Essentials of Borrowing
Mortgages – How Much Are You Really Borrowing?
How much are you paying back? When considering a mortgage do you consider all of the right questions, for example do you consider which bank is best because of their reputation or do you instead look solely at the interest rate tables, do you look at the ability to switch mortgage provider or do you look at how long they can guarantee a given mortgage rate? These are of course all important questions and ones that should be given due consideration when choosing a mortgage provider – but there are more important questions. Most of us consider a mortgage to be one of life necessary evils, after all it’s not nice to be in debt to the tune of the house price right. Well there’s actually one question that most people ignore, if you’re borrowing $100,000.00 how much are you actually paying back? The reason that most people ignore this fact when they consider choosing a mortgage, refinancing or embarking on any other kind of equity refinance is that on paper you are borrowing a given sum (100 K in this case). Wrong! You are borrowing a few thousand now but that is not the amount that you’ll be paying back. This may seem like a bit of a nonsense statement but lets analyse it in a little detail.
We initially borrow $100,000 The interest rate is 4.25% - per year Our repayments are the interest + 4% We take the mortgage/refinance over 25 years. So our yearly figures are as follows: Year 1: Interest = $100,000 / 100 * 4.25 = $4,250 Amortisation (paying back) =$100,000 / 100 * 4 = $4,000 Total to pay back this year $8,250 So now in year two we only owe $96,000, so it looks like this: Year2: Interest = $96,000 / 100 * 4.25 = $4,080 Amortisation (paying back) =$100,000 / 100 * 1 = $4,000 Total to pay back this year $8,080 So as you can see, there’s less interest to pay because we’re clearing the initial balance, but still we’re paying 4.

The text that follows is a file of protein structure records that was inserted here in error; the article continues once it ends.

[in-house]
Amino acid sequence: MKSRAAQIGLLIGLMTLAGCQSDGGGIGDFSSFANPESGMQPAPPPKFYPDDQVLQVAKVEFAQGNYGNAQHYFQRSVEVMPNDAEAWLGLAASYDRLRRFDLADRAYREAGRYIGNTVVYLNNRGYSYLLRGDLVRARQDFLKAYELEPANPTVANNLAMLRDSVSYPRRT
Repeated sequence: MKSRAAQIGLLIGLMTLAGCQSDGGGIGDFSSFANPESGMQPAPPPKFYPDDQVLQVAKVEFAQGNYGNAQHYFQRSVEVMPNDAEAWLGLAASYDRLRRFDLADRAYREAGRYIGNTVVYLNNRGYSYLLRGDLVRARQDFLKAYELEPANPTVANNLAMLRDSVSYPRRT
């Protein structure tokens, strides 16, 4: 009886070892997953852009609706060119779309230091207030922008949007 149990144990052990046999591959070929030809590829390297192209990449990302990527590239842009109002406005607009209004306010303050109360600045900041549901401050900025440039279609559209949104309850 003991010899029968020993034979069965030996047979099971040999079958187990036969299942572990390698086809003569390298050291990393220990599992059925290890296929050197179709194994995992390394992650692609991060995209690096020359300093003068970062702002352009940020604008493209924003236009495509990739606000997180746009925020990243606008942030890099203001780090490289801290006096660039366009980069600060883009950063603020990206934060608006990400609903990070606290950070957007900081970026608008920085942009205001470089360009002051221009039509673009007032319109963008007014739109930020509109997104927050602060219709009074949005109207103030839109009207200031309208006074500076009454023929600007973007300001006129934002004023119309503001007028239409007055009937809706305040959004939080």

25% per year, so if we borrowed $100,000 to start with how much are we actually paying back in the end? We’re actually paying back $151,000 in the end, that’s right, the interest on the mortgage is $51,000 – doesn’t seem such a good rate any more does it. But what if you decide to pay back over a longer period, that might help right? Wrong, if you double the term to 50 years (so paying back 2% per year), then the interest effectively doubles the amount of your mortgage to just over $200,000. Now perhaps when people discuss getting the best rate for the mortgage and seem to be messing about for a few points difference you can see why, perhaps now you can also understand that it is better to take a mortgage over the shortest possible time frame – it does mean that you’ll need to amortise faster but it also means that you’ll potentially save yourself thousands in interest payments. If you are not financially in a position to really negotiate initially then perhaps one of the most important questions you should be asking is whether or not there is an early repayment option – you might have enough money to pay it of early but what’s the point if the bank will still charge you the same amount of interest? If you want to run the simulation yourself here’s the code in C#, simply create a new project, add a button, double click on the button and cut/paste the following code: int years =25; // years for mortgage float mVal = 100000; // total amount borrowed float intRate = (float)3.00; // interest rate float result =0; float totalAmountInt =0; // total interest payable float yearlyAmount = mVal / years; // repayment per year for (int i = 1, i I don't seem to be able to post the rest of the code, email me and I'll send it to you.
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